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»Die ärmsten Länder drohen den Anschluss zu verlieren«

Bericht von UN-Generalsekretär Ban Ki-Moon zu den Millenniumsentwicklungszielen, 7.7.2011

Lives have been saved or changed for the better

More than 10 years have passed since world leaders
established goals and targets to free humanity from extreme
poverty, hunger, illiteracy and disease. The Millennium
Declaration and the MDG framework for accountability
derived from it have inspired development efforts and helped
set global and national priorities and focus subsequent
actions. While more work lies ahead, the world has cause
to celebrate, in part due to the continued economic growth
of some developing countries and targeted interventions in
critical areas. Increased funding from many sources has
translated into the expansion of programmes to deliver
services and resources to those most in need. Here are some
of the highlights:

• Poverty continues to decline in many countries
and regions
Despite significant setbacks after the 2008-2009 economic
downturn, exacerbated by the food and energy crisis, the
world is still on track to reach the poverty-reduction target.
By 2015, it is now expected that the global poverty rate will
fall below 15 per cent, well under the 23 per cent target. This
global trend, however, mainly reflects rapid growth in Eastern
Asia, especially China.

• Some of the poorest countries have made the greatest
strides in education
Burundi, Madagascar, Rwanda, Samoa, Sao Tome and
Principe, Togo and the United Republic of Tanzania have
achieved or are nearing the goal of universal primary
education. Considerable progress has also been made
in Benin, Bhutan, Burkina Faso, Ethiopia, Guinea, Mali,
Mozambique and Niger, where net enrolment ratios in primary
school increased by more than 25 percentage points from
1999 to 2009. With an 18 percentage point gain between
1999 and 2009, sub-Saharan Africa is the region with the
best record of improvement.

• Targeted interventions have succeeded in reducing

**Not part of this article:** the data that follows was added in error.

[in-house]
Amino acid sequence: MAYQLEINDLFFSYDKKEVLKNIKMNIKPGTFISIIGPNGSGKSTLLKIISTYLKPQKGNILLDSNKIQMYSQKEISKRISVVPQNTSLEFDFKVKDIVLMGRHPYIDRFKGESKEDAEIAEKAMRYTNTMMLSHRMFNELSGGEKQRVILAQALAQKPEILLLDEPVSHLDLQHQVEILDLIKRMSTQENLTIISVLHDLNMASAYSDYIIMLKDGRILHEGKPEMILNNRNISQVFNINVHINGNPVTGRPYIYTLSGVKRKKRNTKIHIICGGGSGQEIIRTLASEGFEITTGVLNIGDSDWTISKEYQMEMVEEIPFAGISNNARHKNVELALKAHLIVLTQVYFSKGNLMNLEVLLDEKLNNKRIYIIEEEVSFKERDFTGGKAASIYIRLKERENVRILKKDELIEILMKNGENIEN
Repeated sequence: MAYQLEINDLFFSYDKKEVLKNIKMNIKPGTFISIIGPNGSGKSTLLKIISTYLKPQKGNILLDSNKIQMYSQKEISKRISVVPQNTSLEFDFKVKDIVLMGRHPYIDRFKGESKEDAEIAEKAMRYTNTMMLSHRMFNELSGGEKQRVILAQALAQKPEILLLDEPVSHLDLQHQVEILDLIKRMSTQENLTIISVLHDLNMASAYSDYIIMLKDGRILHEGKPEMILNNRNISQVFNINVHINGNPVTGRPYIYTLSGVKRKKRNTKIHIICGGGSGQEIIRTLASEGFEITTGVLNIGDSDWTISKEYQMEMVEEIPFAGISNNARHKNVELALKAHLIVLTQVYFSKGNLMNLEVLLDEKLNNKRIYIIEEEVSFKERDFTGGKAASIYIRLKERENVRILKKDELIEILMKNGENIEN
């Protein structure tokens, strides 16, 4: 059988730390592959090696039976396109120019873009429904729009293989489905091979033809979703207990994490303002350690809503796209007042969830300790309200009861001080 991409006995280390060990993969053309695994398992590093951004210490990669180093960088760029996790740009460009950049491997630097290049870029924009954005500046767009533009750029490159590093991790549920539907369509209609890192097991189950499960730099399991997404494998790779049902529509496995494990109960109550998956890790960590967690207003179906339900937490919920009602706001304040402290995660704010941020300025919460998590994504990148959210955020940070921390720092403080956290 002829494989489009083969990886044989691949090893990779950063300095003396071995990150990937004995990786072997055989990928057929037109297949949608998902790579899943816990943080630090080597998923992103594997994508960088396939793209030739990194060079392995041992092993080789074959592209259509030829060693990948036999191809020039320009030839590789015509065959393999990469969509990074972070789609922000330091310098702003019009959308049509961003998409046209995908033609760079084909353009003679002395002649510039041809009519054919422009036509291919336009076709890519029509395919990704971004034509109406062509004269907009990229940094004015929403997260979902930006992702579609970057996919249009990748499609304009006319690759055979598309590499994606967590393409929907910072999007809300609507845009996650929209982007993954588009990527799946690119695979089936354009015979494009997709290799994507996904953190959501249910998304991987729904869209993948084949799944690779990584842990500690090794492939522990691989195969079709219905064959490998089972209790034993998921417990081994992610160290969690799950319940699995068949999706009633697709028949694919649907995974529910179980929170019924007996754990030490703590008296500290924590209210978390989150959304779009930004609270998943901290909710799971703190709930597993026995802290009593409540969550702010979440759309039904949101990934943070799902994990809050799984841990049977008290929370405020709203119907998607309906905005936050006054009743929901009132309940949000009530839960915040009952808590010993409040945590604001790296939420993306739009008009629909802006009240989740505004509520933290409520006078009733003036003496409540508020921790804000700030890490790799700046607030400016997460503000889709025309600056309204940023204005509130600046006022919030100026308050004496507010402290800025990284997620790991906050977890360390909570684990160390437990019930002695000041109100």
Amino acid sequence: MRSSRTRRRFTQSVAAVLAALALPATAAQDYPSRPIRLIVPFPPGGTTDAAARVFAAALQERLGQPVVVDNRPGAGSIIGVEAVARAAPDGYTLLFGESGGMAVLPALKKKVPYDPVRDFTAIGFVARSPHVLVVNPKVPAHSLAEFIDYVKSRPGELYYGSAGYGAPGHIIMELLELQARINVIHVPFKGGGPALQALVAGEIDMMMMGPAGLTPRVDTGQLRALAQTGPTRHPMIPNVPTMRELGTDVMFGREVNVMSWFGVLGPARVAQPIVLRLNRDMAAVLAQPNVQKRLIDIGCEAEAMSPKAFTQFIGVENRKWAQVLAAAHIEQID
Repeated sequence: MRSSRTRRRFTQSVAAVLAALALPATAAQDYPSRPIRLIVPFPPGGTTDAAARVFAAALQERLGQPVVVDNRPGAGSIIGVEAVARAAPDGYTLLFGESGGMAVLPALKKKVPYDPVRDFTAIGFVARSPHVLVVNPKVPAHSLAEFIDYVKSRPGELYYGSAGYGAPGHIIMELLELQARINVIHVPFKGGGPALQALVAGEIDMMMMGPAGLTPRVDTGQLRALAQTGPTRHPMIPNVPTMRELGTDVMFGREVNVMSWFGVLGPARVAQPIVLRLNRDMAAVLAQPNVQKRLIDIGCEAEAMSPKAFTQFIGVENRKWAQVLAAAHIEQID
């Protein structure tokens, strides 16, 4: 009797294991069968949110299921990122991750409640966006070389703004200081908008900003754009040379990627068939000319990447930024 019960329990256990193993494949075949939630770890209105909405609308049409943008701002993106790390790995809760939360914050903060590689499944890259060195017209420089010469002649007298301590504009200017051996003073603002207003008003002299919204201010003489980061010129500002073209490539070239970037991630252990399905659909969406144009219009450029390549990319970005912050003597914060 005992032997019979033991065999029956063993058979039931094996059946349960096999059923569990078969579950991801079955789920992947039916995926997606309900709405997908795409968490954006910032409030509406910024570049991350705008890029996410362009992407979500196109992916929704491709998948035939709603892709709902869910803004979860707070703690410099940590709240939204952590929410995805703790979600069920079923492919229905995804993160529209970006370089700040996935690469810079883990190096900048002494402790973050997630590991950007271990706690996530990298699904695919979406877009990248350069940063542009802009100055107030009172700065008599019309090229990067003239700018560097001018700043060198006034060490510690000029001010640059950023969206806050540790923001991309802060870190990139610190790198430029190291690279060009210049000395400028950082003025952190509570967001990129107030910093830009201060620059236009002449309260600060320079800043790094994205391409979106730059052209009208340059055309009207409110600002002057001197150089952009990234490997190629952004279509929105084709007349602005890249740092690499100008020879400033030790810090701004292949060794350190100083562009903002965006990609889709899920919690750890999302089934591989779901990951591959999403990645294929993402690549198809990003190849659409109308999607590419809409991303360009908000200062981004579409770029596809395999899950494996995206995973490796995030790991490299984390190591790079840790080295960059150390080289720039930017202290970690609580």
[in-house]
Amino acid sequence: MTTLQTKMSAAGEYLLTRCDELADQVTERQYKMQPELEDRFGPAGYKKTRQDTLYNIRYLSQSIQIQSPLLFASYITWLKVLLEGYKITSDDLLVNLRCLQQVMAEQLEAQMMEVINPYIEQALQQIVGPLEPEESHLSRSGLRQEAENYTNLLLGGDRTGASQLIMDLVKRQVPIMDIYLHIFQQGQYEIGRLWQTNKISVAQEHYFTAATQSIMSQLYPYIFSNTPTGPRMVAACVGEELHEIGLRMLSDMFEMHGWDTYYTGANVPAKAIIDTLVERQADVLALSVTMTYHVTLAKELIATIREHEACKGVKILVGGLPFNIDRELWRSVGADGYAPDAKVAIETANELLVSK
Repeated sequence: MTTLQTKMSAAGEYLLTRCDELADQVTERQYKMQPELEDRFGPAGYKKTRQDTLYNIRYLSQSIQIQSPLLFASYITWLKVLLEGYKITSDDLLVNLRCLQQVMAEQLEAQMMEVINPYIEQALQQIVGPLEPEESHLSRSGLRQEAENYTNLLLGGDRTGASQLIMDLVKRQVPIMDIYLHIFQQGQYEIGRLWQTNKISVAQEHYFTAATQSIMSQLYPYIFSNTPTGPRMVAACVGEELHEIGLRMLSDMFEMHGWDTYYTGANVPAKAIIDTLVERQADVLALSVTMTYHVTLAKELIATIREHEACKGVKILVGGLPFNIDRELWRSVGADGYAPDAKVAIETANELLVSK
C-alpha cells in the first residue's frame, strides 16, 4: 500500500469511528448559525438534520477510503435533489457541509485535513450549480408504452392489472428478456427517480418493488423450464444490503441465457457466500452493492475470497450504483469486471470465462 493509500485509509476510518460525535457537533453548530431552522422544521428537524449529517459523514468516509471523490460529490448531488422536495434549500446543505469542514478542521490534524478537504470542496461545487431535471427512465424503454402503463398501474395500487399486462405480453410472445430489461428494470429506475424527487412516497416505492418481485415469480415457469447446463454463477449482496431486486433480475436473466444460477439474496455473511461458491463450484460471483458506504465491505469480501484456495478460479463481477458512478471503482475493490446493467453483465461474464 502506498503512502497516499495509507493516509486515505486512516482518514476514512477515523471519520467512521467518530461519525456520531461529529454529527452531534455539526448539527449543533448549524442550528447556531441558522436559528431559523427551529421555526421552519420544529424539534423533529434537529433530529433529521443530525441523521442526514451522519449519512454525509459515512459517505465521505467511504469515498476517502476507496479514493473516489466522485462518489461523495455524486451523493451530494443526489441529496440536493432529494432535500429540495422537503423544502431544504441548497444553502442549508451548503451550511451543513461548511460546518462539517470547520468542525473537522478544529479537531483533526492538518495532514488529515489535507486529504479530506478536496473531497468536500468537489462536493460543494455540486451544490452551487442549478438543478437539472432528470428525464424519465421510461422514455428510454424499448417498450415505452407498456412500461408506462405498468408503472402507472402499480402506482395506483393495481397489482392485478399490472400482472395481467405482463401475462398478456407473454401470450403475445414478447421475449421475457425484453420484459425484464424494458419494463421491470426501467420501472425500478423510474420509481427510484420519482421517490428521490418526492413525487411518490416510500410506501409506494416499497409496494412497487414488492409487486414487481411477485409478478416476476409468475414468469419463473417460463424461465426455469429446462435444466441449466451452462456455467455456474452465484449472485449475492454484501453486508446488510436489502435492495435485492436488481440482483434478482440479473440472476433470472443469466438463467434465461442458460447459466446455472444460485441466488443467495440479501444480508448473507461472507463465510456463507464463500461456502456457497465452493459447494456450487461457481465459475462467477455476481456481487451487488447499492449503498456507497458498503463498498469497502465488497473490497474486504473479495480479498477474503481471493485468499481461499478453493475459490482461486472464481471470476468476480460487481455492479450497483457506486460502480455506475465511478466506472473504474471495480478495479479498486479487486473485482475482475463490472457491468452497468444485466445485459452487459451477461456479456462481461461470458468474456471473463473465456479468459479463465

child mortality The number of deaths of children under the age
of five declined from 12.4 million in 1990 to 8.1 million in 2009.
This means that nearly 12,000 fewer children are dying each
day. Between 2000 and 2008, the combination of improved
immunization coverage and the opportunity for second-dose
immunizations led to a 78 per cent drop in measles deaths
worldwide. These averted deaths represent one quarter of the
decline in mortality from all causes among children under

• Increased funding and control efforts have cut deaths
from malaria
Through the hard work of governments, international
partners, community health workers and civil society, deaths
from malaria have been reduced by 20 per cent worldwide—
from nearly 985,000 in 2000 to 781,000 in 2009. This
was accomplished through critical interventions, including
the distribution of insecticide-treated mosquito nets, which,
in sub-Saharan Africa alone, are sufficient to cover 76 per
cent of the population at risk. The largest absolute drops
in malaria deaths were in Africa, where 11 countries have
reduced malaria cases and deaths by over 50 per cent.

• Investments in preventing and treating HIV
are yielding results
New HIV infections are declining steadily, led by sub-Saharan
Africa. In 2009, an estimated 2.6 million people were newly
infected with HIV—a drop of 21 per cent since 1997, when
new infections peaked. Thanks to increased funding and
the expansion of major programmes, the number of people
receiving antiretroviral therapy for HIV or AIDS increased 13-
fold from 2004 to 2009. By end-2009, 5.25 million people
were receiving such treatment in low- and middle-income
countries—an increase of over 1.2 million people since
December 2008. As a result, the number of AIDS-related
deaths declined by 19 per cent over the same period.

• Effective strategies against tuberculosis are saving
millions of lives Between 1995 and 2009, a total of 41 million
tuberculosis patients were successfully treated and up to 6 million
lives were saved, due to effective international protocols for the
treatment of tuberculosis. Worldwide, deaths attributed to the
disease have fallen by more than one third since 1990.